Coral World Plans to Enslave Dolphins
People love dolphins. You would be hard pressed to find a person who doesn’t. Unfortunately, this love is being manipulated by the captivity industry, transformed into a funnel for profits – billions of dollars worth. Now Coral World Ocean Park, a facility in the Virgin Islands, wants a piece of this unethical pie.
Coral World wants to bring up to ten dolphins to their facility as a part of their existing ‘swim-with’ program, which currently includes sea lions. They claim that these dolphins will have been bred in captivity, having never swum free in the ocean. Lee Keller, curator of Coral World, says that they will “build a natural and normal social group with these dolphins,” attempting to recreate what nature had intended.
I find the words ‘natural’ and ‘normal’ particularly ludicrous in this context. What is a dolphin that has never been free in the ocean? Confused, scared and stressed, most likely. Natural? Absolutely not. Who are dolphins that have been thrown into a confined space together, torn away from their familial bonds? Normal? Out of the question. Statements like these prove that Coral World is ready to say anything in order to get these veritable cash cows into their seapen.
There has been concern that these dolphins will be caught from the wild, as in Taiji, Japan, where many dolphins are slaughtered in the process. Fortunately, since the Virgin Islands are a territory of the United States, they will have a difficult time importing wild individuals due to existing laws. But we will keep a sharp eye out nonetheless. The Dolphin Project has also signed onto opposition initiated by the Humane Society of the United States in regards to the seapen being constructed in a coastal zone, which could damage the local ecosystem.
The greatest threat to dolphins remains our unawareness of who and what these incredible beings truly are. Dolphins are extremely intelligent, and perhaps are even more emotional than we humans. Research shows that dolphin’s brains are arranged to allow for more emotional information processing*. This could mean that their pain at being separated from their family, or being denied freedom of any kind, is in fact greater than what we could experience. What does this say about how we treat them?
It is doubtful that anyone at Coral World has read or considered this science. But the fact is that it exists. And the more people who know about it, the fewer will want to go to places like this. Reducing demand is the most important thing we can do for the dolphins.
Sign and share this petition and #Tweet4Dolphins.
* Harry J. Jerison: The Perceptual World of Dolphins. Trykt i Schusterman & Wood (red.): Dolphin Cognition and Behavior: A Comparative Approach. Erlbaum, Hillsdale, NJ 1986.
Artist rendition courtesy of Coral World.
- Dolphin Sabbatical Project: A Social Experiment for Captive Dolphins - June 17, 2016
- Statement on Morgan by Ric O’Barry - June 9, 2016
- Op Ed: Is it Okay to Go Back to SeaWorld? - March 31, 2016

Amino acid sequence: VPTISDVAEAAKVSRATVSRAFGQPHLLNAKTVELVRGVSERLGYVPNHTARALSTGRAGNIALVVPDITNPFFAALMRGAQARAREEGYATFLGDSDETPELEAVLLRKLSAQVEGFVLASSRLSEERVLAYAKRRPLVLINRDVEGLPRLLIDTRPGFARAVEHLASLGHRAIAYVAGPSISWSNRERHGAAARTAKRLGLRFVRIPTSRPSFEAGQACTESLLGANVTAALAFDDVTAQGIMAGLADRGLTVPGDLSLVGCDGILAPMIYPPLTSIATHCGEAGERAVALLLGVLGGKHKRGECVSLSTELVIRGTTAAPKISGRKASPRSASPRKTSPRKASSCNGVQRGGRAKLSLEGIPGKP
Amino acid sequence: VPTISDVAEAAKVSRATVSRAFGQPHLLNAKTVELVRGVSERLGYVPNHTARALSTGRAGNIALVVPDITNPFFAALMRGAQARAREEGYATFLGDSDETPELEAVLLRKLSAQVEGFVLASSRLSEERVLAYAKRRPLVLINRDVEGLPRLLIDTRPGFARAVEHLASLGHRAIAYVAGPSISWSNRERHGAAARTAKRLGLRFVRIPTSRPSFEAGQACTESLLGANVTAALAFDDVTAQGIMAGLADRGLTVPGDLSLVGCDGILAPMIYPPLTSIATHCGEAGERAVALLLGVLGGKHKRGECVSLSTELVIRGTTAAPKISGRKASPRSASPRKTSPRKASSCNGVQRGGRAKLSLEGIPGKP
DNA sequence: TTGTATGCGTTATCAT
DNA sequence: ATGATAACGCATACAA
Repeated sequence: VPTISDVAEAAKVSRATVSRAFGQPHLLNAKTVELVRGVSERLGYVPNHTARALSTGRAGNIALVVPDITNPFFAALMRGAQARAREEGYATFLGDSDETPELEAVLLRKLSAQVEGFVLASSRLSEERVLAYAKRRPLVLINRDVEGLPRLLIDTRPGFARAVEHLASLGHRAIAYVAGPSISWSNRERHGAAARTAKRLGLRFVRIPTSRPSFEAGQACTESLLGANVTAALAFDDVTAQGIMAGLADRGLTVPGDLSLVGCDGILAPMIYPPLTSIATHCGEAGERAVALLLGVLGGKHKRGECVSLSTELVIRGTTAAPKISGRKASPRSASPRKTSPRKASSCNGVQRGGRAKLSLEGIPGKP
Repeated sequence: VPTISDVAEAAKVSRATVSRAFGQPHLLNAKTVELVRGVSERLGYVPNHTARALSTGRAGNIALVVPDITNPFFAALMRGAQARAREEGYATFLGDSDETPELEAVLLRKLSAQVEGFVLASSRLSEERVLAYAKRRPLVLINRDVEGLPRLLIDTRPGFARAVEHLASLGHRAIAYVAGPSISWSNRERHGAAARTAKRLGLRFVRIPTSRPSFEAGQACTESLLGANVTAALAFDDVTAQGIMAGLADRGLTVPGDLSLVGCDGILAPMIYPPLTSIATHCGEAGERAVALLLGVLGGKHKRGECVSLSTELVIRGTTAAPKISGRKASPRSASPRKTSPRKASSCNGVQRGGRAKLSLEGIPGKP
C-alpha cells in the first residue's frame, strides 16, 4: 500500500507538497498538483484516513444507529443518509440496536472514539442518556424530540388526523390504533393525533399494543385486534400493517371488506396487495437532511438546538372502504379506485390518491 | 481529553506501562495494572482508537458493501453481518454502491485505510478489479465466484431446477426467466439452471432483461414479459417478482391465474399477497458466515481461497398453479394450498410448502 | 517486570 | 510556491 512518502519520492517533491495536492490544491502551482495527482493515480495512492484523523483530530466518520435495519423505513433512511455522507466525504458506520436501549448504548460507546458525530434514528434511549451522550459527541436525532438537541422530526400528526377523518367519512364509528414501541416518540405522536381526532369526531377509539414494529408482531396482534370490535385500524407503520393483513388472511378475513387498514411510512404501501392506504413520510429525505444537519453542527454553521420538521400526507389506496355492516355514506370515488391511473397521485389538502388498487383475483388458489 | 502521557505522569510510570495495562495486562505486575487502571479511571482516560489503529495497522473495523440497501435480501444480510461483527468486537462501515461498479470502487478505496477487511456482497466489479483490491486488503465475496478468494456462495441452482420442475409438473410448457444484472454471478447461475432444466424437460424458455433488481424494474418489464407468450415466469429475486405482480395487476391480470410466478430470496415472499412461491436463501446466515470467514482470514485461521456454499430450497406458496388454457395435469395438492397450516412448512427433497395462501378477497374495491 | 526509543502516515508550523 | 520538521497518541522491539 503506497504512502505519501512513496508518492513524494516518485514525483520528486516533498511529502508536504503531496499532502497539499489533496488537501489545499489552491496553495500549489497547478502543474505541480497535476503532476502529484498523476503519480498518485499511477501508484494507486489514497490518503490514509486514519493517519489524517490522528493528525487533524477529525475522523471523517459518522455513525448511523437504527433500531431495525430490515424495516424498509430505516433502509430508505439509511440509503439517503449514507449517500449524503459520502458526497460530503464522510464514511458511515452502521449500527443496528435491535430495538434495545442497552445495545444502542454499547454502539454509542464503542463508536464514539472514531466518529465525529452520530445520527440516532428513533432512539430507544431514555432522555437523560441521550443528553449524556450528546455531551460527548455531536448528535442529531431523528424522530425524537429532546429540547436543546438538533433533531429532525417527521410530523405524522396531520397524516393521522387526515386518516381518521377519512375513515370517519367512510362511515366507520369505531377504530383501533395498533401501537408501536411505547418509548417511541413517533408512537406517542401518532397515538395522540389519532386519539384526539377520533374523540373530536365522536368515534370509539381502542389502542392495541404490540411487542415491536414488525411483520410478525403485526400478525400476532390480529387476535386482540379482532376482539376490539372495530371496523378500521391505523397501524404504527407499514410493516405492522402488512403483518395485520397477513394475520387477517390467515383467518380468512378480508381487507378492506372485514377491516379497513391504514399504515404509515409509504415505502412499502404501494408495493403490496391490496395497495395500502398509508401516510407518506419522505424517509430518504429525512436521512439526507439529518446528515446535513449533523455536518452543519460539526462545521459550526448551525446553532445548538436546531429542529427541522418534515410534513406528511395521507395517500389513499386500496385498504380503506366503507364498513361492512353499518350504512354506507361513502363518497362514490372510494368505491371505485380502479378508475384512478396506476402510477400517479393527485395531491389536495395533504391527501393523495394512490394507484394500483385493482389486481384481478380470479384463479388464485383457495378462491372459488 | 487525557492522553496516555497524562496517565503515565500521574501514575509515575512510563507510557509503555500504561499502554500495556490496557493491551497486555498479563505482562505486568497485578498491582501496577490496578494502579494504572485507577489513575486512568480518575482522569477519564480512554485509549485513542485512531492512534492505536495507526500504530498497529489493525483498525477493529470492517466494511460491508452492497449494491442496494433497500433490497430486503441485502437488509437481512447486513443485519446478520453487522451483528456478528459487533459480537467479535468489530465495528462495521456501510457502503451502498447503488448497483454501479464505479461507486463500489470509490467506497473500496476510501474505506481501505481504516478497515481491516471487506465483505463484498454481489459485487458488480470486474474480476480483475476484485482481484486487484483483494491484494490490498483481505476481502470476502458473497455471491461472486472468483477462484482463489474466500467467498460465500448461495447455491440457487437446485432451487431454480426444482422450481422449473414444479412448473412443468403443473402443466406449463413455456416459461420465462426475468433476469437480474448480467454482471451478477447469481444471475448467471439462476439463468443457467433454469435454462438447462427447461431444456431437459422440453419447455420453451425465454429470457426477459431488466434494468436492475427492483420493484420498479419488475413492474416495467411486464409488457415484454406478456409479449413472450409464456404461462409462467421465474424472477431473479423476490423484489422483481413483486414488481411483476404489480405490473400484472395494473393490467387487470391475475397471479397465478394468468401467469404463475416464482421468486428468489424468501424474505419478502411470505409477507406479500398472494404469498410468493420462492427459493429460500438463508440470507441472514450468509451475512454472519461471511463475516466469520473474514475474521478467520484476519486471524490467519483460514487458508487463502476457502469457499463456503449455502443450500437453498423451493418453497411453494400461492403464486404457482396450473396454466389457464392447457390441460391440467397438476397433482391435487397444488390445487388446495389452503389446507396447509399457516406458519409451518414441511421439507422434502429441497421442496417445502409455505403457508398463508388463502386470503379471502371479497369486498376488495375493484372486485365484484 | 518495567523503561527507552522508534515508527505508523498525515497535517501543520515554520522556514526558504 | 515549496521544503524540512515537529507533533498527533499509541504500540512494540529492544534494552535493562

- Addressing the Confusion about Angel - March 26, 2016
- Exclusive: Message from Ric O’Barry - February 8, 2016
- What Will 2016 Hold For Dolphins? - December 15, 2015
- The Finland Four - November 28, 2015
- Sale of Mercury-Laden Dolphin Meat Continues Despite Dangers - November 23, 2015
- Jailhouse Crock: Update from Taiji - October 7, 2015
- Earth Day in Beijing, China — Happy Birthday Dolphin Project - April 22, 2015
Ric O’Barry, Dolphin Project Founder & Director has worked on both sides of the captive dolphin issue, making him an invaluable asset in the efforts to end exploitation. He worked for 10 years within the dolphin captivity industry, and has spent the past 40 working against it.
In the 1960s, O’Barry was employed by the Miami Seaquarium, where he captured and trained dolphins, including the five dolphins who played the role of Flipper in the popular American TV-series of the same name. He also trained Hugo, the first orca kept in captivity east of the Mississippi. When Kathy, the dolphin who played Flipper most of the time, died in his arms, O’Barry realized that capturing dolphins and training them to perform silly tricks is simply wrong.
From that moment on, O’Barry knew what he must do with his life. On the first Earth Day, 1970, he launched a searing campaign against the multi-billion dollar dolphin captivity industry and has been going at it ever since.
Over the past 40 years, Ric O’Barry has rescued and rehabilitated dolphins in many countries around the world, including Haiti, Colombia, Guatemala, Nicaragua, Brazil, the Bahamas Islands and the United States. He is a leading voice in the fight to end brutal dolphin hunts in Japan, the Solomon Islands, the Faroe Islands, and wherever else they occur.
O’Barry has been recognized by many national and international entities for his dedicated efforts, such as being voted Huffington Post’s 2010 Most Influential Green Game Changer, and being listed on O Magazine’s 2010 Power List – Men We Admire for his “Power of Passion.” O’Barry received an Environmental Achievement Award, presented by the United States Committee for the United Nations Environmental Program. He has done countless interviews with such prestigious news programs as Larry King Live, Anderson Cooper 360, the Mike Huckabee Show, and the Oprah Winfrey Show.
His book Behind the Dolphin Smile was published in 1989; a second book, To Free A Dolphin was published in September 2000. Both of them are about his work and dedication. He is the star of the Academy Award-winning documentary The Cove and the Animal Planet television series Blood Dolphin$.
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